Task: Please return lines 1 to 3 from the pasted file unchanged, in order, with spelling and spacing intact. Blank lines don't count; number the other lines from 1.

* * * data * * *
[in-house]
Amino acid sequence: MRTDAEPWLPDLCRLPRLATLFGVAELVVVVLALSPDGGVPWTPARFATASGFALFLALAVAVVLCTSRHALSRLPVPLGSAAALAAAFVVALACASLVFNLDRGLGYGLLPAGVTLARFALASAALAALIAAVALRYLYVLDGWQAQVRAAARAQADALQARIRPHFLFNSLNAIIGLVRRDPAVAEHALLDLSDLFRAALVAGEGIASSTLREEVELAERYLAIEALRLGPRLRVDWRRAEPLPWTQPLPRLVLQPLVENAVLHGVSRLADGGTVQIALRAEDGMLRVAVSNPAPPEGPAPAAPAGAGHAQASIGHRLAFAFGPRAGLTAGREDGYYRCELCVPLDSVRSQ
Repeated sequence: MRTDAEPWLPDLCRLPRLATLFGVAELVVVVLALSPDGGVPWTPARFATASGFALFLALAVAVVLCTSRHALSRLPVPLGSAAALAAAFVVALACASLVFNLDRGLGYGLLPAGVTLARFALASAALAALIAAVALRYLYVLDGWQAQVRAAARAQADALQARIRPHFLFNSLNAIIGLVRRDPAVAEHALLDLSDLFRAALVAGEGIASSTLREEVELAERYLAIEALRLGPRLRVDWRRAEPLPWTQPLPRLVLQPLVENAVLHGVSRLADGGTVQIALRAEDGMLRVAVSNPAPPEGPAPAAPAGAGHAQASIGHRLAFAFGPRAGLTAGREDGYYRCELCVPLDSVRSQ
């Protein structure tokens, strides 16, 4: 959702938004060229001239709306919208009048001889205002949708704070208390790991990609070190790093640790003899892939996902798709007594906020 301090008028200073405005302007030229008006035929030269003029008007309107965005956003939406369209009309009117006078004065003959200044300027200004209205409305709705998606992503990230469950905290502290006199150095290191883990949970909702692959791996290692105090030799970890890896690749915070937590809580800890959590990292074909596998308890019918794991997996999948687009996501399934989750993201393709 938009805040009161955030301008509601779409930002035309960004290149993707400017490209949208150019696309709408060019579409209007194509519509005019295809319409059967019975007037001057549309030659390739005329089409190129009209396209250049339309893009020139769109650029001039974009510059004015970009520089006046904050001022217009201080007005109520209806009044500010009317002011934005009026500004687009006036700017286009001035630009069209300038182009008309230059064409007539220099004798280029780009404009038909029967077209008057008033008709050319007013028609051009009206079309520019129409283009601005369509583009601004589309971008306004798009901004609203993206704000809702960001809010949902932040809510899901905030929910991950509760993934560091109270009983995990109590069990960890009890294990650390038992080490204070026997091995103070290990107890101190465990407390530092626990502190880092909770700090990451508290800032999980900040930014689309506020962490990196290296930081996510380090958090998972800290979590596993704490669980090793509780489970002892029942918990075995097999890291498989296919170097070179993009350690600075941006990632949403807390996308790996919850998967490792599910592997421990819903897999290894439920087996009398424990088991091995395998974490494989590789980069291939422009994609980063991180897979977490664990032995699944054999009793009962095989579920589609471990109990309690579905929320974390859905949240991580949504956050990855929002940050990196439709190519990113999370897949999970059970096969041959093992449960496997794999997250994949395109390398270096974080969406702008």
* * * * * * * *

[in-house]
Amino acid sequence: MRTDAEPWLPDLCRLPRLATLFGVAELVVVVLALSPDGGVPWTPARFATASGFALFLALAVAVVLCTSRHALSRLPVPLGSAAALAAAFVVALACASLVFNLDRGLGYGLLPAGVTLARFALASAALAALIAAVALRYLYVLDGWQAQVRAAARAQADALQARIRPHFLFNSLNAIIGLVRRDPAVAEHALLDLSDLFRAALVAGEGIASSTLREEVELAERYLAIEALRLGPRLRVDWRRAEPLPWTQPLPRLVLQPLVENAVLHGVSRLADGGTVQIALRAEDGMLRVAVSNPAPPEGPAPAAPAGAGHAQASIGHRLAFAFGPRAGLTAGREDGYYRCELCVPLDSVRSQ
Repeated sequence: MRTDAEPWLPDLCRLPRLATLFGVAELVVVVLALSPDGGVPWTPARFATASGFALFLALAVAVVLCTSRHALSRLPVPLGSAAALAAAFVVALACASLVFNLDRGLGYGLLPAGVTLARFALASAALAALIAAVALRYLYVLDGWQAQVRAAARAQADALQARIRPHFLFNSLNAIIGLVRRDPAVAEHALLDLSDLFRAALVAGEGIASSTLREEVELAERYLAIEALRLGPRLRVDWRRAEPLPWTQPLPRLVLQPLVENAVLHGVSRLADGGTVQIALRAEDGMLRVAVSNPAPPEGPAPAAPAGAGHAQASIGHRLAFAFGPRAGLTAGREDGYYRCELCVPLDSVRSQ